Rabbi Mona Alfi and Cantor Julie Steinberg saying the blessing over bread at a Shabbat dinner their synagogue hosted for members and migrants sent to Sacramento by Florida Governor Ron DeSantis. (Photo/Courtesy B'nai Israel)
Rabbi Mona Alfi and Cantor Julie Steinberg saying the blessing over bread at a Shabbat dinner their synagogue hosted for members and migrants sent to Sacramento by Florida Governor Ron DeSantis. (Photo/Courtesy B'nai Israel)

Sacramento Jews are ‘the helpers’; You’re never too old for Zumba; Etc.

Rabbi Alfi and B’nai Israel are ‘the helpers’

I opened my July 7 issue of J. and saw the article “Sacramento synagogue aids migrants ‘dumped’ in political gambit.” What an uplifting, heartwarming account of a community coming together to make a difference in the lives of 36 migrants who were confused and in dire need of assistance.

Mister Rogers was quoted as saying, “When the news is scary, look for the helpers.” Indeed, immediately upon hearing the news that migrants had been flown into and dropped in Sacramento due to a political stunt orchestrated by Florida Gov. DeSantis, Rabbi Mona Alfi of Congregation B’nai Israel went full throttle in organizing the helpers. These community members provided meals, clothing, temporary housing and transportation to these people who had otherwise been treated as political pawns.

This rabbi and a community of volunteers not only met the basic needs of these arrivals to our country from Central and South America, they also gave them comfort in knowing that they were valued and welcomed!

Gov. DeSantis has committed other similar acts of indecency in recent months, at the expense of people already dealing with monumental challenges. Hopefully, karma or the law or the wrath of the voters will catch up with him.

Sharon Brown
Walnut Creek

An Adirondack haven

Reading about “The Catskills” movie (“‘The Catskills’ reveals lost world more marvelous than Mrs. Maisel ever knew,” July 7) reminded me of my hometown. I grew up in Schroon Lake, New York, in the Adirondacks. Schroon Lake was the only town in the area that welcomed Jews before the end of WWII. Most had signs: “No Hebrews.” My hometown had been a haven for Jews since the late 1800s. Every summer the town of 1,300 would become 5,000. After the war we were blessed with an incredible doctor. He and his wife were Holocaust survivors. I will always be proud of my hometown.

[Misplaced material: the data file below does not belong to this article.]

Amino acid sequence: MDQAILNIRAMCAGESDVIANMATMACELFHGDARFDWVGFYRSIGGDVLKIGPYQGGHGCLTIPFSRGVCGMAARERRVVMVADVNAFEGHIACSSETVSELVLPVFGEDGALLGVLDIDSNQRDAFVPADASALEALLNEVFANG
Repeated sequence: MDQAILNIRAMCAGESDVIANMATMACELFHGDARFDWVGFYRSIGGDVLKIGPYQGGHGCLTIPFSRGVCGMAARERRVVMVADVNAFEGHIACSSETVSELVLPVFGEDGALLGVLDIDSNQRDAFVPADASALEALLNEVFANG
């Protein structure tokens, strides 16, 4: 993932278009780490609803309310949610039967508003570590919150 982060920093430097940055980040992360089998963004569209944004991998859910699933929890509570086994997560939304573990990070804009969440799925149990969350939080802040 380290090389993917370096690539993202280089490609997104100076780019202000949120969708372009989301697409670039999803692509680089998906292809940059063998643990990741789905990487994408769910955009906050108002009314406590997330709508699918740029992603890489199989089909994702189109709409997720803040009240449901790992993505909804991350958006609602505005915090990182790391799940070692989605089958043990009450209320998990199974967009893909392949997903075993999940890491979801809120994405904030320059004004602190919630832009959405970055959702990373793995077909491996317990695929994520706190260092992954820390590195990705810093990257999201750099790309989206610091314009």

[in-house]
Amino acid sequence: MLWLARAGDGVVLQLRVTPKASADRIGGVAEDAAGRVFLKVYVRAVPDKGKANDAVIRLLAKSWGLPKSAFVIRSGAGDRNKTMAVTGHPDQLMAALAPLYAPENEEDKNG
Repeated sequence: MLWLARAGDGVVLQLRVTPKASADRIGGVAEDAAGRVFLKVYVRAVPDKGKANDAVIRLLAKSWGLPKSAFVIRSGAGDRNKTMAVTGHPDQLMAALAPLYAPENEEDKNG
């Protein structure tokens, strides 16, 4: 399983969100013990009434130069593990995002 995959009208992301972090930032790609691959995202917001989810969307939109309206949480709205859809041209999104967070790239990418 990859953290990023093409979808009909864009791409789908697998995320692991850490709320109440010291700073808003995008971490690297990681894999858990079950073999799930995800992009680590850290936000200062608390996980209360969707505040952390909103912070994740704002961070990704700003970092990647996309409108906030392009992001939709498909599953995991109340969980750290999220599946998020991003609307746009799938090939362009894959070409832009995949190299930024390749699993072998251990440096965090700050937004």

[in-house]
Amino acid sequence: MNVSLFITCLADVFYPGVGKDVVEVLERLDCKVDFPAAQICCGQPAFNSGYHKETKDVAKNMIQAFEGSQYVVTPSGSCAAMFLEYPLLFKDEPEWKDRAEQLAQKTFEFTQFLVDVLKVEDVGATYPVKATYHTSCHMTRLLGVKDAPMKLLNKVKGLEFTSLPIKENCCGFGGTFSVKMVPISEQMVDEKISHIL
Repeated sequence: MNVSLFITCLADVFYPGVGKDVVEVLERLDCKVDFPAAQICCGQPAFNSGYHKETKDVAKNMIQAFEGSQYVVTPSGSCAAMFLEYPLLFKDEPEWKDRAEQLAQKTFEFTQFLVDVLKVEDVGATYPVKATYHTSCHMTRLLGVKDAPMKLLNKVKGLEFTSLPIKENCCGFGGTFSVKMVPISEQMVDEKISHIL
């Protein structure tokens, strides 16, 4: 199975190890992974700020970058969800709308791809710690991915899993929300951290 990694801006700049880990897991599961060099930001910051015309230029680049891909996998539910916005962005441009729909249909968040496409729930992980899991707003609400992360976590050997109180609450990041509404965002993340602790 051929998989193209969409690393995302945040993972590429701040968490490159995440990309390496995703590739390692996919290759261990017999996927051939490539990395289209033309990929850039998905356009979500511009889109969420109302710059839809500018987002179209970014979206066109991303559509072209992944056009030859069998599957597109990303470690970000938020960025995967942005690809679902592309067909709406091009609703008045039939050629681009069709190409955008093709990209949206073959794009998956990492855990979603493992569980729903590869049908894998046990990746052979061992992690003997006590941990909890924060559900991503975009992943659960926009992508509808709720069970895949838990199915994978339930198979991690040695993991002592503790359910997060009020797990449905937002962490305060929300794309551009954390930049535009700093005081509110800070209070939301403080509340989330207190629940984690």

Jill Maleson

No present-day ‘war of vengeance’

Rabbi Amy Eilberg (“The Torah cannot justify revenge attacks in the West Bank,” July 13) asks, “How are we to respond to such a dreadfully violent and morally indefensible story” as Moses’ “war of vengeance” on the Midianites?

She worries that present-day Israeli settlers will be religiously inspired to sack Arab villages from where Palestinian terrorists carry out attacks on Israeli citizens. The rabbi should not worry. The Israeli government has arrested its own people responsible for the sacking of Arab villages, and justice will be done.

There is no comparison between the Moses regime, if one can refer to it that way, and present-day Israel where revenge attacks are treated as a crime. Contrast this to the reaction of Palestinian society to attacks on Israelis by Palestinian fighters. Horns are honked. Candy is dispensed to celebrate the sweet occasion. Killers are made into heroes. Community centers, schools and summer camps are named after them, and the Palestinian Authority rewards them or their families with monthly pensions.

Larry Shapiro
Calgary, Canada

Climate change virtue signaling

Young Jews are clamoring for U.S. action on climate policy (“Hot and bothered: Young Jews are demanding action on climate change,” July 14). Apparently, they do not know or do not care that China is, by far, the greatest emitter of greenhouse gases and is building coal-fired power plants at a rapid rate. Thus, in a few years even if the U.S. goes to zero emissions and nationwide impoverishment, there will be no change in the greenhouse gases in the atmosphere. Is that a desired end for virtue-signaling young Jews?

Robert H. Kantor
Palo Alto

You aren’t too old for Zumba

In response to Janet Silver Ghent’s article “True confessions of a lifelong klutz now hooked on Zumba” (June 23).

I began teaching Zumba at age 50. Now, several years later, while I have slowed down a bit, I’m still kicking.

Whenever someone would come to me and say, “I can’t do Zumba, I’m too old,” I would retort, “How old do you think I am?”

In reality, finding fun in Zumba is not about age. It’s about having an open mind and finding the right instructor. A 20-something with super high energy and kicks is probably not going to be the right fit. After all, jumping jacks are not appropriate for every age group. Zumba is also about just having fun, moving and getting a release of endorphins.

One thing that many Zumba instructors don’t tell you is that flexibility and strength are also pieces of the puzzle.

So stretching and a bit of strength training all support the quest to be able to move with ease.

Since the pandemic, I began teaching on Zoom and haven’t stopped.

In order to find a suitable Zumba instructor, go to Zumba.com, click on “find an instructor” and then enter your ZIP code.

To join my free Zoom Zumba class at 9:30 a.m. Fridays, email me at [email protected].

Janice Schooler Litvin
Walnut Creek

Kit and caboodle

A casual mention in Steven Silver’s story about Jewish lightning (“Hulu’s ‘The Bear’ brought up ‘Jewish lightning’: What does it mean, and is it antisemitic?,” July 3) of superhero erotica author Kitty Knish reminds me that her name includes not just one oblique reference to female genitalia, but two. I learned that “knish” is one of those from a movie. Don’t ask me which one.

Thought I’d pass it along. Thanks.

Suzan Lowitz
Los Angeles

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